As with so much of our national political discourse, this isn’t a new idea. In “Free Enterprise: An American History,” the historian Lawrence B. Glickman shows how proponents of “free enterprise” and laissez-faire capitalism used the language of entitlement and dependency to condemn the economic guarantees of the New Deal.
“For the first time in my lifetime, we have a president who is willing to mislead the people on fundamental questions of finance,” Senator Robert Taft of Ohio declared in a 1936 speech to the Women’s National Republican Club, “who is willing openly to attack the very basis of the system of American democracy, who is willing to let the people believe that their problems can be solved and their lives made easier by taking money away from other people or manipulating the currency, who is willing to encourage them to believe that the government owes them a living whether they work or not.”
Or, as Senator Strom Thurmond put it in 1949, “Nothing could be more un-American and more devastating to a strong and virile nation than to encourage its citizens to expect government to provide security from cradle to grave.”
This “hiving of the country into productive makers and unproductive takers,” Glickman notes, “formed the basis of the traditional American belief in ‘producerism,’ the idea that people who made and grew things deserved pride of place in the republic.” In the 19th century, this producerist ideology fueled labor and agrarian revolts against concentrated power in finance and industry. The great orator and three-time Democratic presidential candidate William Jennings Bryan captured this in his famous “Cross of Gold” speech at the 1896 Democratic National Convention in Chicago:
Mr. Carlisle said in 1878 that this was a struggle between the idle holders of idle capital and the struggling masses who produce the wealth and pay the taxes of the country, and my friends, it is simply a question that we shall decide upon which side shall the Democratic Party fight. Upon the side of the idle holders of idle capital or upon the side of the struggling masses? That is the question that the party must answer.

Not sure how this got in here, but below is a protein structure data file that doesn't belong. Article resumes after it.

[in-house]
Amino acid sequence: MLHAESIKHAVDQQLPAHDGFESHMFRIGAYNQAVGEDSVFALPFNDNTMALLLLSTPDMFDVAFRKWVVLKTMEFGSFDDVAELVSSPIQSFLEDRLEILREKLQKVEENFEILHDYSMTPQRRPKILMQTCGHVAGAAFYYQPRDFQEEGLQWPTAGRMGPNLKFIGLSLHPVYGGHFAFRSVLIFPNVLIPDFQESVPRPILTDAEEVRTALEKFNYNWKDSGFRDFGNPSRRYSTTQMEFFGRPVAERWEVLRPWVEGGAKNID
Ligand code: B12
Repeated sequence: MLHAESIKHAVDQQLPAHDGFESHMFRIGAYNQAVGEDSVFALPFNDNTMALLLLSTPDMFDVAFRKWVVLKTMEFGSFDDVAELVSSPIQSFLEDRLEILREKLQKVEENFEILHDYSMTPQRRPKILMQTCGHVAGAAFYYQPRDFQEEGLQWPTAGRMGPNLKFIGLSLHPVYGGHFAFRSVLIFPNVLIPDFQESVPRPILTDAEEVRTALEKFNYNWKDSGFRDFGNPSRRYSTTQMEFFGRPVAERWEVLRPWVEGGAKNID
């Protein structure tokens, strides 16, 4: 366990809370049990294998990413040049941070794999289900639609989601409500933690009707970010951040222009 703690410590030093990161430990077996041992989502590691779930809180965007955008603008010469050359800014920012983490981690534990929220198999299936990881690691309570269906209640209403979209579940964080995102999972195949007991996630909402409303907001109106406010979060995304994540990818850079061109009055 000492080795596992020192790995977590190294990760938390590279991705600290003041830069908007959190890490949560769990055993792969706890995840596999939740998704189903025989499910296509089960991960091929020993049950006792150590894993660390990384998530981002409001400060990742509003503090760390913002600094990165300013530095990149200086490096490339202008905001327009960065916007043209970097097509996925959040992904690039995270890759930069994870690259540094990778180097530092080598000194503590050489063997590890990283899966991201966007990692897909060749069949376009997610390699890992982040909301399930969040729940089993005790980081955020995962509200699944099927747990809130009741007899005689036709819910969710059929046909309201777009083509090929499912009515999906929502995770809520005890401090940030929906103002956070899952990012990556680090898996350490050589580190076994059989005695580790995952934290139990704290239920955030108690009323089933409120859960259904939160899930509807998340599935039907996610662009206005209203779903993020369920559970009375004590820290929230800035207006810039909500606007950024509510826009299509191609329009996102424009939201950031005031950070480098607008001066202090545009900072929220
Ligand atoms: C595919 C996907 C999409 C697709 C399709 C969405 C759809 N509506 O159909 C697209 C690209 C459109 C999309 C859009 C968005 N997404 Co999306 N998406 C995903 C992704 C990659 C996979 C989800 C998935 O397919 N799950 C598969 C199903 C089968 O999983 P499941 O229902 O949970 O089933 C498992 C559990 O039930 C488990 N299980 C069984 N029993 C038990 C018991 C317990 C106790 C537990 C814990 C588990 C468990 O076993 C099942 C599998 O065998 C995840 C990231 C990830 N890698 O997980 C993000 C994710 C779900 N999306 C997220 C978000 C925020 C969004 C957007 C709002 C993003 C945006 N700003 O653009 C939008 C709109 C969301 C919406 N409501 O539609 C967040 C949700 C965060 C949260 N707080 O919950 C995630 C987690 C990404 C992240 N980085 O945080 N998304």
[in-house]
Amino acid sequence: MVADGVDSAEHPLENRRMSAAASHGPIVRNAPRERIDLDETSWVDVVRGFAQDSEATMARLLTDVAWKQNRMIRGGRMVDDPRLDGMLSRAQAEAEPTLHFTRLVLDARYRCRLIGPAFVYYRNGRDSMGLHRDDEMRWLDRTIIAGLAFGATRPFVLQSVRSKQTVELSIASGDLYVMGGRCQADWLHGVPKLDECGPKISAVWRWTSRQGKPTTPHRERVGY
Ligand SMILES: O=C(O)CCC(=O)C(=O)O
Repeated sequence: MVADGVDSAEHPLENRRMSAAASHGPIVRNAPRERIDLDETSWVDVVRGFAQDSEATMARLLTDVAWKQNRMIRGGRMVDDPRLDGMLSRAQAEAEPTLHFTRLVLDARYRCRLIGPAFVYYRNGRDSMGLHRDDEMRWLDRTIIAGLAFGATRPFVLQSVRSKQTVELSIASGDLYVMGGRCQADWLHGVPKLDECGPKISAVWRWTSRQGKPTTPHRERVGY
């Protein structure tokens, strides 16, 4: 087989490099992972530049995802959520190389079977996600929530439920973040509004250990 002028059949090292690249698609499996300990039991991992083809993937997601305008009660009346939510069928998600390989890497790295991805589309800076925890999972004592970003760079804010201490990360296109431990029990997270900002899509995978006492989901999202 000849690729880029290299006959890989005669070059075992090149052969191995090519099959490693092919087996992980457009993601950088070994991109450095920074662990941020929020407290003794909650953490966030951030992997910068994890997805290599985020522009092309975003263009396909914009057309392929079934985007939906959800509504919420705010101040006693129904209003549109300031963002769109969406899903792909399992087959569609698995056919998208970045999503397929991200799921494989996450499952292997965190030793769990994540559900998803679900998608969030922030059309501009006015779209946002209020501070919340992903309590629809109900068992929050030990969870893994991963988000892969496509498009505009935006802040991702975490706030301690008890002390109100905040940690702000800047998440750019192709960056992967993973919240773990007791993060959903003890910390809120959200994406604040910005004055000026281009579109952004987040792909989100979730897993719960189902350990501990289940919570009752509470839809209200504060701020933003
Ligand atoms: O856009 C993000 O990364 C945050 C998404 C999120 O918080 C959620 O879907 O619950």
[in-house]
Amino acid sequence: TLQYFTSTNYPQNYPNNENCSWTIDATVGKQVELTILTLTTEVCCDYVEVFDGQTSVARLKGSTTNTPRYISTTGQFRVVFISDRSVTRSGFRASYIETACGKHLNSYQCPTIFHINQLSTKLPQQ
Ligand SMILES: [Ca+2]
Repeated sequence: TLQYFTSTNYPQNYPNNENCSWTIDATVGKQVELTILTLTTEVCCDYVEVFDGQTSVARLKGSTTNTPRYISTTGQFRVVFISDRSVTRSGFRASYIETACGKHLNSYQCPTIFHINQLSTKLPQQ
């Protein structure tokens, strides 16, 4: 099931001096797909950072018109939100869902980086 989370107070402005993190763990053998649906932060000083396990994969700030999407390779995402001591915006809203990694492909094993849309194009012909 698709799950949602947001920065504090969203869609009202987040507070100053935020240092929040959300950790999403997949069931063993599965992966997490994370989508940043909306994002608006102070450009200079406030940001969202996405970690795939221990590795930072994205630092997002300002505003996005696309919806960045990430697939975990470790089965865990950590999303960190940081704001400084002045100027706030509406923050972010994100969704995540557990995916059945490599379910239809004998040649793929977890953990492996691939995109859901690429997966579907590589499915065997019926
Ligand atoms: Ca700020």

For conservative opponents of Franklin D. Roosevelt and the New Deal, however, the makers and takers were reversed. “Rather than an artisan, the maker was now described as a company,” writes Glickman. “The taker was no longer an unscrupulous employer or an enslaver who unfairly took the fruits of labor from the worker but the government, which now did the same through its system of confiscatory taxes and extravagant spending.”
It is this right-wing producerism that, I think, is the most relevant antecedent for Manchin’s fear of an “entitlement” society. Although, in fairness to him, there was a point — in the very recent past — when his views were the dominant ideological position within the Democratic Party, both a consequence of and a driving force in the neoliberal transformation of the United States.
Ronald Reagan was, of course, an important part of this development. He brought right-wing producerism into the mainstream, captivating the voting public with a simple story of undeserving takers and welfare cheats, social parasites who undermined the “hard-working people” who “put up with high taxes,” as he put it during his 1976 campaign for president.
Inextricably tied up in race hierarchy — to be white was to be a worthy taxpayer, and to be nonwhite, and specifically Black, was to be dependent — this producerism was the “common sense” behind the austerity and deregulation of the 1980s and 1990s, from Reagan’s tax cuts to Bill Clinton’s “welfare reform.” Americans would receive a “hand up” — a tax cut or a tax subsidy — and not a “handout” in the form of direct benefits.